What held us together was a single-minded obsession about the same inspiration: plant communities. The social nature of plants had been almost entirely forgotten by traditional horticulture. Yet I could not even walk down my urban street without being confronted intricately interwoven carpets of weeds. I’d bend over to examine an upright spike of green foxtail, nested in a bed of Indian goosegrass, coming out of a mat of spotted spurge. Though the plants were different, the same scene was happening in the native meadow and forest floor. It was so seemingly obvious, so ubiquitous, that writing a book on the subject sometimes felt like proclaiming that the sky was blue or water wet.
|The patterns and legibility of long established plant communities motivated me. Photo by Mark Baldwin|
And yet we came to these inspirations from different points of view. For me, native plant communities were design exemplars, compositional allegories waiting to be explored. My hikes through the grassy balds of the southern Appalachians, or the granite outcrops of Georgia’s monadnocks, or riverside prairies of the Potomac Gorge told a story of patterns and structure. Though the structure is often blurred and the patterns overlapping, the arrangements of plants within these communities are for me a triumph of legibility over chaos. I could not pass a weedy median or walk through an old growth forest without filling my mind with mental notes of new combinations, new matrixes, new X’s and O’s to put together on the next plan. I came to the book wanting to tell the story of design. And to confess to my own ideological bent, I believed deeply in the potential of our native plants, but the lack of good design examples that was holding them back.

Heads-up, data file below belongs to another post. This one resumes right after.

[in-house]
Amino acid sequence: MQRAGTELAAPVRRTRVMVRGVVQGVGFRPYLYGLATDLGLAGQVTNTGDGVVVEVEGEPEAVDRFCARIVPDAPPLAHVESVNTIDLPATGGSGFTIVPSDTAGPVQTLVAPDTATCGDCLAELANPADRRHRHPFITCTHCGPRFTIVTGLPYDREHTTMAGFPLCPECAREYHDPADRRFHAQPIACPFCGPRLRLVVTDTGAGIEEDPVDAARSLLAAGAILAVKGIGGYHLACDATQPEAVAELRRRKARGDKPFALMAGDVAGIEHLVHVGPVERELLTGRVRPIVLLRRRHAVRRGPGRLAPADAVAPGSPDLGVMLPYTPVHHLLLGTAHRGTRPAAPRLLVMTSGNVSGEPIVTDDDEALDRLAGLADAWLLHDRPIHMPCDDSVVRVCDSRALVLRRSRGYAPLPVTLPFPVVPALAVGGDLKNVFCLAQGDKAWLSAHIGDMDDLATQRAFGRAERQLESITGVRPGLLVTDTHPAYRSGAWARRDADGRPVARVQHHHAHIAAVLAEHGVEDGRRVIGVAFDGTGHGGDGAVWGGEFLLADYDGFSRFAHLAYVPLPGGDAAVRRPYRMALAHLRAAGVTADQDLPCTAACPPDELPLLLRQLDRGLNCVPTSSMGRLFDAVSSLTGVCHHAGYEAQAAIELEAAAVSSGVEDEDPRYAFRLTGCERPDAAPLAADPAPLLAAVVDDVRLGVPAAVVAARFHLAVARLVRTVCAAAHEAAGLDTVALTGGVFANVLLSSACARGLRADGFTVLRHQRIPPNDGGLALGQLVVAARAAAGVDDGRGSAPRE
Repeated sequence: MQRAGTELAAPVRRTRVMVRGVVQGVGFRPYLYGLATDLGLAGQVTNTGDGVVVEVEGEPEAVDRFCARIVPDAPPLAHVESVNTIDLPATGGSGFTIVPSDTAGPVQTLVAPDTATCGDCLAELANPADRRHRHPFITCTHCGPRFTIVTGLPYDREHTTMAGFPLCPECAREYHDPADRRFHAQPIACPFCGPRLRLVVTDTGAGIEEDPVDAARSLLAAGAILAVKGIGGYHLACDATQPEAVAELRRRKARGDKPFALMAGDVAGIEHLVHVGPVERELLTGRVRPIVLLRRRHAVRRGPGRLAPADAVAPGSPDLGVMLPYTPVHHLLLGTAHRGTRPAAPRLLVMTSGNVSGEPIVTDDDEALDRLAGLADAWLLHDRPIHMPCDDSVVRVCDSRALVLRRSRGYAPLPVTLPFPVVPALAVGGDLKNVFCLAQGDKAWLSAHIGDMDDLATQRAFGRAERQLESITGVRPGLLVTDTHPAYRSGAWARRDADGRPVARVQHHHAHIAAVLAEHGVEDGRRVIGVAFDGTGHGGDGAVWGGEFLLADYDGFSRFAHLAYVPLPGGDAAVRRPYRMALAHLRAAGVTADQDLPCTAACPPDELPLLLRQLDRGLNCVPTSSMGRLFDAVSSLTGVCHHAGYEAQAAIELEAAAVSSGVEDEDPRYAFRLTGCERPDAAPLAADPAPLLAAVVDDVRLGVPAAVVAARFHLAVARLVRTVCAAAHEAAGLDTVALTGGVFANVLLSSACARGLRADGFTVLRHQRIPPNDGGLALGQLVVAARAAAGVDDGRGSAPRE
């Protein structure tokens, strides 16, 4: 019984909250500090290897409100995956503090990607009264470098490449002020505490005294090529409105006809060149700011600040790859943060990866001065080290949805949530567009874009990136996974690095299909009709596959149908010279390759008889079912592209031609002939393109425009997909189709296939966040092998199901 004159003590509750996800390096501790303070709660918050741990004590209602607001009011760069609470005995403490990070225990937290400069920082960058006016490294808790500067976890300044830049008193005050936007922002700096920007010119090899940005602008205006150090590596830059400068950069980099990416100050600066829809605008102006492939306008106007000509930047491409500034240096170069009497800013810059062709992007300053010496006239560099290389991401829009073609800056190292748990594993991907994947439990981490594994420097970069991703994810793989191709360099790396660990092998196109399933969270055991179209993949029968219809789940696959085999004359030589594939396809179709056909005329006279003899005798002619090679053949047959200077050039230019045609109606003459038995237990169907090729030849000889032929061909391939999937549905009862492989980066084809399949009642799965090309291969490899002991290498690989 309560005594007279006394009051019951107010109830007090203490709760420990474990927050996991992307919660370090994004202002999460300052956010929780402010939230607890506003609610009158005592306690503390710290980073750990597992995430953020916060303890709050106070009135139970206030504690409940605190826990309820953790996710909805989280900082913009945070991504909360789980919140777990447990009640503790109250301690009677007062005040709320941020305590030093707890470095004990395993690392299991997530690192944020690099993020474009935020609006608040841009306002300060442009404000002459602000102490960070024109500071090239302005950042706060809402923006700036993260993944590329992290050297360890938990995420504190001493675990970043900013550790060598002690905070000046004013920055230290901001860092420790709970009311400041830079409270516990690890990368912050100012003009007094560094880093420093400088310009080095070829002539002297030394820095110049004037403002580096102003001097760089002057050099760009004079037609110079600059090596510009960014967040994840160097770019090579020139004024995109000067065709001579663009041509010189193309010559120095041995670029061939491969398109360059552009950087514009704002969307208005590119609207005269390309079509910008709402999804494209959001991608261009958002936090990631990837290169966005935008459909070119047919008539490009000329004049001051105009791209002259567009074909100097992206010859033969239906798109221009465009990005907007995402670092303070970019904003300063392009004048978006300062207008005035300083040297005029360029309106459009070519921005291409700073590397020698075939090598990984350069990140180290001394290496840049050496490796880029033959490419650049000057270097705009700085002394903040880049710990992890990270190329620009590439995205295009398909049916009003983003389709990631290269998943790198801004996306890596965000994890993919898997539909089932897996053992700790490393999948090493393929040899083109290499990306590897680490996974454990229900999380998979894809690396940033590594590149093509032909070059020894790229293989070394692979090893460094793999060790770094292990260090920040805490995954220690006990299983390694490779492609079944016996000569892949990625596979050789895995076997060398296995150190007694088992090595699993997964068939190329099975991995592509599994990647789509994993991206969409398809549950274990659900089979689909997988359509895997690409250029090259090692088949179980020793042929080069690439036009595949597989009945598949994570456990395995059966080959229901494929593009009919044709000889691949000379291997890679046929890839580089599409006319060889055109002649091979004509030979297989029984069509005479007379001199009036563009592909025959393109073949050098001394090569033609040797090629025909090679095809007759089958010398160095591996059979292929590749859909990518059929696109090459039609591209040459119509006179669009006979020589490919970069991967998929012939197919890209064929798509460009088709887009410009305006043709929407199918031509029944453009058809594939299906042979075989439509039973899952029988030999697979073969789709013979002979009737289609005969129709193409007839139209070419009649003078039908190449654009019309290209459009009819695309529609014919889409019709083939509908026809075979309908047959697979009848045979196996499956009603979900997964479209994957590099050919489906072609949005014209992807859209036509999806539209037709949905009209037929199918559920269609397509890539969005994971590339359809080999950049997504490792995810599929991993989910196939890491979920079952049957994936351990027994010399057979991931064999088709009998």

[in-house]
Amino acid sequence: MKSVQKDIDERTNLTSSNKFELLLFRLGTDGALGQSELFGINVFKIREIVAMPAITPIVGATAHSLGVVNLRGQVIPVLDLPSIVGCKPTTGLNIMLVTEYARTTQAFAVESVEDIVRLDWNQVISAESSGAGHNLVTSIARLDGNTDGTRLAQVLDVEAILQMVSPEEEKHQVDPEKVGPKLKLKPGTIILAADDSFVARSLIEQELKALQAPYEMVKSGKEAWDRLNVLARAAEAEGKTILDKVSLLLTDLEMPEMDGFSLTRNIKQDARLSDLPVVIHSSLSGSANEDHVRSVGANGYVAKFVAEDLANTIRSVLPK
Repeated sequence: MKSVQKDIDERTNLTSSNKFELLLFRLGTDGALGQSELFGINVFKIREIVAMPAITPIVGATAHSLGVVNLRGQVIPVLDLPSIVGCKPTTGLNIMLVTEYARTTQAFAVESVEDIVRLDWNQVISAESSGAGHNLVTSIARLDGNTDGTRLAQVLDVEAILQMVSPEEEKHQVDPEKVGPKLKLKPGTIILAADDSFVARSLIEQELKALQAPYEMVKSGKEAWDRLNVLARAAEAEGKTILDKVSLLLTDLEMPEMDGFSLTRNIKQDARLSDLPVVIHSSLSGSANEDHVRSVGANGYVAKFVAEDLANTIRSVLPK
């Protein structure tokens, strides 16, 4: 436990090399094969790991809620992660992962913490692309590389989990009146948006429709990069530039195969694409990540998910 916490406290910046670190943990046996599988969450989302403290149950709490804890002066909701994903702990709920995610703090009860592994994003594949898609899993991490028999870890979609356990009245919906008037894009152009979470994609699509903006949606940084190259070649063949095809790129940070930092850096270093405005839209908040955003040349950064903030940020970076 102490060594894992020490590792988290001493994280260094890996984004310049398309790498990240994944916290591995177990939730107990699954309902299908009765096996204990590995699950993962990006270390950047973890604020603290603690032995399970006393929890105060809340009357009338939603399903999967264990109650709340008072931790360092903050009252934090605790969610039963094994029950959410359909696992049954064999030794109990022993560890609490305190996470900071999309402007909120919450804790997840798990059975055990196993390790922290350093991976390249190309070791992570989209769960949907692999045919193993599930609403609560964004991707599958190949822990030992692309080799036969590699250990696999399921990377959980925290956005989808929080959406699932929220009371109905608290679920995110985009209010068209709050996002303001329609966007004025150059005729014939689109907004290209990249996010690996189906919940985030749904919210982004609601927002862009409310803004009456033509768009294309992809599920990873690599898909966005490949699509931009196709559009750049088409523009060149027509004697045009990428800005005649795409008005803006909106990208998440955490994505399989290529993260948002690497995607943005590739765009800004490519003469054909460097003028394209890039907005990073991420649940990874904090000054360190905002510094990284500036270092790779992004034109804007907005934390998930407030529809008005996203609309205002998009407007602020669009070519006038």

For Claudia, it was the layering of plant on top of plant—the gorgeous morphological diversity of plants above and below ground—that was the story to tell. Claudia wanted to weave the science of plant interaction and ecological niches (the natural story) together with the history of the German perennial movements (the cultural story). Claudia’s experience in Germany immersed her in the world of Karl Foerster, Richard Hansen, Wolfgang Oehme, Cassian Schmidt, Bernd Hertle, and Norbert Kuhn. Germany’s emergence from the desolation of World War II produced a renaissance of thinking about how perennials could be viable plants for covering much of the country’s public landscapes. Unfortunately, our book only covers a small amount of this fascinating history (Timber Press wanted us to focus on the larger narrative). But hopefully, Claudia will write and speak more about this in the future (her talk this summer on Karl Foerster at PPA in Baltimore was a big hit).
|Claudia and me at a recent talk in Oxford, MD. Photo by Susan Harris|